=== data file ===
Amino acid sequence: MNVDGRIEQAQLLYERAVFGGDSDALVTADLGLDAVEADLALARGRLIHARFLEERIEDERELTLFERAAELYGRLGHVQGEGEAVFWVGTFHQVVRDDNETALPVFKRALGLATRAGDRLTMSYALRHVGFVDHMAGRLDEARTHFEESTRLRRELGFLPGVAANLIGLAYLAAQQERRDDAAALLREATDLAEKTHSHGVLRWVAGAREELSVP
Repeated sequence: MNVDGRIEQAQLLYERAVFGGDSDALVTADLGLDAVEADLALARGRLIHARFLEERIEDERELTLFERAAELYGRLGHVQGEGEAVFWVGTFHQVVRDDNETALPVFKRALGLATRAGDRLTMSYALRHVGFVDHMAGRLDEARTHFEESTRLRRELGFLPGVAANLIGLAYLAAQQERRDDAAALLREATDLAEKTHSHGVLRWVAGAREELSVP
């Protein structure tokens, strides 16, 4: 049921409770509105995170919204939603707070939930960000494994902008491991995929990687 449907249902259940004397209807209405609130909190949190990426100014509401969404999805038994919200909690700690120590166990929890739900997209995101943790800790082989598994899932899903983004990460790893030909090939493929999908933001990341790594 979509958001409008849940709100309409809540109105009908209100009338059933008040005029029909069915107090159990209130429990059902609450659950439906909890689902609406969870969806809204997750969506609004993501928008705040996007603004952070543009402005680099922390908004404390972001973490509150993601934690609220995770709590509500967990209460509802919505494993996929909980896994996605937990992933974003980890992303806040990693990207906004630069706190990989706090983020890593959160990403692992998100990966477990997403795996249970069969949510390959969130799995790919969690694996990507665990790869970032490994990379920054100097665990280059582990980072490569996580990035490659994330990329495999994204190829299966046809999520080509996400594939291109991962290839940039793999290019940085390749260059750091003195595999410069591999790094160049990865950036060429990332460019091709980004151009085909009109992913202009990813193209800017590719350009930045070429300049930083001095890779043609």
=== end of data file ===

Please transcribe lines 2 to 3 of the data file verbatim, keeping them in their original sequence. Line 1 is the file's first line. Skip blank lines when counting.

Repeated sequence: MNVDGRIEQAQLLYERAVFGGDSDALVTADLGLDAVEADLALARGRLIHARFLEERIEDERELTLFERAAELYGRLGHVQGEGEAVFWVGTFHQVVRDDNETALPVFKRALGLATRAGDRLTMSYALRHVGFVDHMAGRLDEARTHFEESTRLRRELGFLPGVAANLIGLAYLAAQQERRDDAAALLREATDLAEKTHSHGVLRWVAGAREELSVP
């Protein structure tokens, strides 16, 4: 049921409770509105995170919204939603707070939930960000494994902008491991995929990687 449907249902259940004397209807209405609130909190949190990426100014509401969404999805038994919200909690700690120590166990929890739900997209995101943790800790082989598994899932899903983004990460790893030909090939493929999908933001990341790594 979509958001409008849940709100309409809540109105009908209100009338059933008040005029029909069915107090159990209130429990059902609450659950439906909890689902609406969870969806809204997750969506609004993501928008705040996007603004952070543009402005680099922390908004404390972001973490509150993601934690609220995770709590509500967990209460509802919505494993996929909980896994996605937990992933974003980890992303806040990693990207906004630069706190990989706090983020890593959160990403692992998100990966477990997403795996249970069969949510390959969130799995790919969690694996990507665990790869970032490994990379920054100097665990280059582990980072490569996580990035490659994330990329495999994204190829299966046809999520080509996400594939291109991962290839940039793999290019940085390749260059750091003195595999410069591999790094160049990865950036060429990332460019091709980004151009085909009109992913202009990813193209800017590719350009930045070429300049930083001095890779043609």